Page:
The Augar report on post-18 learning has been long awaited. The first government sponsored review of higher education since Robbins, it’s two hundred or so pages were published in the week the Prime Minister who commissioned it resigned and as universities start to wind down, or at least lose their students for the summer. Perhaps this explains the low-key response to the review. It also only a series of recommendations rather than a call to action. But if there’s not much to get excited about, it does create space for promoting serious alternatives. A little later than planned, here’s some first impressions.
Like many before, the review devotes considerable time citing sector inequalities within post-18 education, comparing the ‘care’ of the university educated 50% with the neglect of those in FE and the despairs the current state of apprenticeships. But while re asserting post-18 learning as a universal right and arguing that post-18 education should be as more than just vocational development, it’s a skills agenda, but one which no longer corresponds with present day reality that is never far away ‘The country needs a population with the right mix of basic and advanced skills to support economic activity in both the private and public sectors’. (Review: 15.)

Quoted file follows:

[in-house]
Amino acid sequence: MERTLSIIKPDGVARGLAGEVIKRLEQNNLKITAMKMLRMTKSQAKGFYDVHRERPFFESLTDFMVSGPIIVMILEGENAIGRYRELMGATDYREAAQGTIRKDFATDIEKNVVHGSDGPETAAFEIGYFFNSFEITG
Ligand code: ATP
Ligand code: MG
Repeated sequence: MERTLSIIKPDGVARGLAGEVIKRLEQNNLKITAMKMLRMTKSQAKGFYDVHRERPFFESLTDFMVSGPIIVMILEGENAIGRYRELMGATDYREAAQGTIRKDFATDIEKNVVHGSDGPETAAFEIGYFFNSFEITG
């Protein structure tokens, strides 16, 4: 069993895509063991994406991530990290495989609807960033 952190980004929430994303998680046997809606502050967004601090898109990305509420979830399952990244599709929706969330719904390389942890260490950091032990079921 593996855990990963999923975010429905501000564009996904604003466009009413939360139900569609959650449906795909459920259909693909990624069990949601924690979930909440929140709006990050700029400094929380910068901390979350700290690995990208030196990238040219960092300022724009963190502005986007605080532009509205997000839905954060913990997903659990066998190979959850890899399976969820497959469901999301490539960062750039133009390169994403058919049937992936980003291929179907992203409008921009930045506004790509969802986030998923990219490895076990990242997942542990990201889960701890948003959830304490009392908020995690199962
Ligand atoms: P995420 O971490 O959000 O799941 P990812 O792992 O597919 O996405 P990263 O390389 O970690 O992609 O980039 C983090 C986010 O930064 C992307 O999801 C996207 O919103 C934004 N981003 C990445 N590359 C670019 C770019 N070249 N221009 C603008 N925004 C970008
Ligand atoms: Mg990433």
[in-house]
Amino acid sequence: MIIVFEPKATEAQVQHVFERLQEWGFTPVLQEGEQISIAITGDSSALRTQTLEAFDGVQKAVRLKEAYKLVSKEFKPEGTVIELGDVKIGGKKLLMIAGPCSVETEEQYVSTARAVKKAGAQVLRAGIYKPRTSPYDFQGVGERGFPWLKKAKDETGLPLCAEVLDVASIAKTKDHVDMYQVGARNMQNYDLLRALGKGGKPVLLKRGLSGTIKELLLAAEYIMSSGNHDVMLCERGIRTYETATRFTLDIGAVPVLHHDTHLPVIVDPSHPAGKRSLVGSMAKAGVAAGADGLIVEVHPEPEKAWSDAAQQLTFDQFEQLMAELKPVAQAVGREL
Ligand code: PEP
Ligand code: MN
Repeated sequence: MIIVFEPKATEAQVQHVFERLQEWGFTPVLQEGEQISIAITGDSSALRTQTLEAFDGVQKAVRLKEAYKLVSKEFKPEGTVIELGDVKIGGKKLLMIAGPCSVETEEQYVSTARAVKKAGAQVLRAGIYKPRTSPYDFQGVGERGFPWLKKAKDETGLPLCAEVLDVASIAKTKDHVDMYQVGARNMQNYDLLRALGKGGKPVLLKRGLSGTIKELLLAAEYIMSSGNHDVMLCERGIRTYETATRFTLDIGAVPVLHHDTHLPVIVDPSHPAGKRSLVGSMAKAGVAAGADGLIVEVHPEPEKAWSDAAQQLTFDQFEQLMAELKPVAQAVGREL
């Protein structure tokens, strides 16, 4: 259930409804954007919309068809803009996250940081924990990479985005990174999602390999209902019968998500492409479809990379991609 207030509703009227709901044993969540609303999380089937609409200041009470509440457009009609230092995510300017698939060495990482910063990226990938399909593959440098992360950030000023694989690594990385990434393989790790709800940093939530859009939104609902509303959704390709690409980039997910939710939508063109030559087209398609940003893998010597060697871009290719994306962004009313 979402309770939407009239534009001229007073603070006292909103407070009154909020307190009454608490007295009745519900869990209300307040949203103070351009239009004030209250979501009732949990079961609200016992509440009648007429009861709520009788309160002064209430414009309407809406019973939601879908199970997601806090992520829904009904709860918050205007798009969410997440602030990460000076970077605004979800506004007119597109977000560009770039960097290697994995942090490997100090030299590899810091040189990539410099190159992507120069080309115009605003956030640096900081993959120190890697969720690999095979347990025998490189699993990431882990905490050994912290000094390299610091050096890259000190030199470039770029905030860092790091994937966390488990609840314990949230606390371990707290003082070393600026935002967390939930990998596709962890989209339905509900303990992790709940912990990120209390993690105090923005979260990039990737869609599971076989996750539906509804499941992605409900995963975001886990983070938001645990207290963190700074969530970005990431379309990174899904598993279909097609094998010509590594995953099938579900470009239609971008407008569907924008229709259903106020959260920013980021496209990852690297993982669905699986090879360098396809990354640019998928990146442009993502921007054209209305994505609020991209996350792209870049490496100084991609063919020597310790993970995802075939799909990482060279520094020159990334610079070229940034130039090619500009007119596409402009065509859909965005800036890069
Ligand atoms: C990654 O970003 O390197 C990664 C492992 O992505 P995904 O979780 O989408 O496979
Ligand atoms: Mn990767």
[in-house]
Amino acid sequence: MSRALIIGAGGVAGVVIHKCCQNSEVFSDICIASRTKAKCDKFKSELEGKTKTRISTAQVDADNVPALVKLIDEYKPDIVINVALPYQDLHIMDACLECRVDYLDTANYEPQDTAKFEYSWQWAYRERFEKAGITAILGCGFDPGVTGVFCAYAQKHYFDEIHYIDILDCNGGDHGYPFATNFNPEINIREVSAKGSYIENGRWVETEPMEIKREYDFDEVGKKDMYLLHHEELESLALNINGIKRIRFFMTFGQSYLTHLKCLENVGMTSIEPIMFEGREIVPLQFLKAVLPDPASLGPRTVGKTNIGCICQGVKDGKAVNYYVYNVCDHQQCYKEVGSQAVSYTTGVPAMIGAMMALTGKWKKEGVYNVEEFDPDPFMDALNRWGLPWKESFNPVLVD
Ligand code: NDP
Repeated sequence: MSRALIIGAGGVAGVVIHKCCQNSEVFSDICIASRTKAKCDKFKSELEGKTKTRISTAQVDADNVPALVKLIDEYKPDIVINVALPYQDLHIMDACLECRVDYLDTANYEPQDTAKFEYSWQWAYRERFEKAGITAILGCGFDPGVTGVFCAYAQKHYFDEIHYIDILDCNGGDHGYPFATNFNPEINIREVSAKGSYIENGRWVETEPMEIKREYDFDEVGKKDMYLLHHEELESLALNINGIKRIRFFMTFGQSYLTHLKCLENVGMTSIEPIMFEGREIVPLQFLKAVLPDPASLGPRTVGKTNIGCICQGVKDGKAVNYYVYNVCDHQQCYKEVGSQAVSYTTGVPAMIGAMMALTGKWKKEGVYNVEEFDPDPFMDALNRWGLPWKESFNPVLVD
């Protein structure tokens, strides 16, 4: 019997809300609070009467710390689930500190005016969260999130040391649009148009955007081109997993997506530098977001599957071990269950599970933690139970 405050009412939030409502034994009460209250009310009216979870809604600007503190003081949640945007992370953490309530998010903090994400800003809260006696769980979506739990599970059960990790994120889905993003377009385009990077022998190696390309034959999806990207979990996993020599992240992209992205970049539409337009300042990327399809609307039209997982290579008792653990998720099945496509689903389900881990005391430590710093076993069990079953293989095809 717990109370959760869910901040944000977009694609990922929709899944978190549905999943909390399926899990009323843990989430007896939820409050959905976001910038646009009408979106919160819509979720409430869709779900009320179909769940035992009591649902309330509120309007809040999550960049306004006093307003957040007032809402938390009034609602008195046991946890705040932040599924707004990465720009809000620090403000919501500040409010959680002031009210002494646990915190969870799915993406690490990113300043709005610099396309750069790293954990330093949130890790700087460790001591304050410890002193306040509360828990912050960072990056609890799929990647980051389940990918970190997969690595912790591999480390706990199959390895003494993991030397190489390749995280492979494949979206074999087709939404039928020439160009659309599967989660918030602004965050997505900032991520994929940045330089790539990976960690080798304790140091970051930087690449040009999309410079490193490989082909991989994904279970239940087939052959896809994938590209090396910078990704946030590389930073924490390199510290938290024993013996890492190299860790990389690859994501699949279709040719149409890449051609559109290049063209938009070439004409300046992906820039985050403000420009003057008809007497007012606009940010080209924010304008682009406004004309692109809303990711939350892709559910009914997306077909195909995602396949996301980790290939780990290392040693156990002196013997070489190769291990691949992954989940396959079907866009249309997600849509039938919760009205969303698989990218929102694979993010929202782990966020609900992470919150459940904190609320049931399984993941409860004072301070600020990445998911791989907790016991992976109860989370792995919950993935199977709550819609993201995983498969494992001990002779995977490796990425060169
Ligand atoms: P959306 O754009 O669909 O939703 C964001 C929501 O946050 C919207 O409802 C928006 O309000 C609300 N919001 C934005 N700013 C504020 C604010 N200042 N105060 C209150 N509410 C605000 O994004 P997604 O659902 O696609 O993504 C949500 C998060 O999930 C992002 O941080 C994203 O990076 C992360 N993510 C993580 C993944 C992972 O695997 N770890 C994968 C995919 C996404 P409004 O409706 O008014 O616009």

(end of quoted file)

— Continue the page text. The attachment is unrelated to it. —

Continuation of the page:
This should be taken to imply that the task of restoring the UK’s rapidly collapsing manufacturing sector is hampered by a shortage of people with intermediate/sub degree technical qualifications or doing the wrong types of apprenticeship at the wrong level. This argument is central to the current government’s ‘industrial strategy’ and creeps into Labour thinking, at least as far as its 2017 manifesto is concerned (note also, Labour’s support for a new technical route post-16). It also dovetails with a recent ONS report which assumes that because there are too many of them for the employment available, graduates are ‘over-educated’. In response and in keeping with the Government’s post-16 plan, the review seeks to reign in numbers on academic courses and encourage more to follow an extended vocational route.
Young people should be given opportunities to participate in well-funded and properly resourced FE courses below degree level if they wish. Augar and colleagues are correct to identify that increased funding and better financial support for students is necessary, though not, we’d argue, by extending the current student loan system! Albeit through a more flexible or ‘modular’ approach to promote ’lifelong learning’. Yet the review fails to provide enough concrete examples to justify any economic necessity or consider that in an occupational structure with a collapsed ‘middle’ –and as a result an ‘hourglass’ or more accurately a ‘pear-shaped’ occupational class structure, whether employers are short of appropriate workers.
On the contrary many report their employees are as likely to be ‘overqualified’ for the roles they perform. Worryingly, the report barely mentions the implications of AI or the possible implications of the fourth industrial revolution’ or ’second machine age’ on work and skills. And, rather than just ‘racing against the machine’, on the education necessary to not just survive, but also benefit from these changes.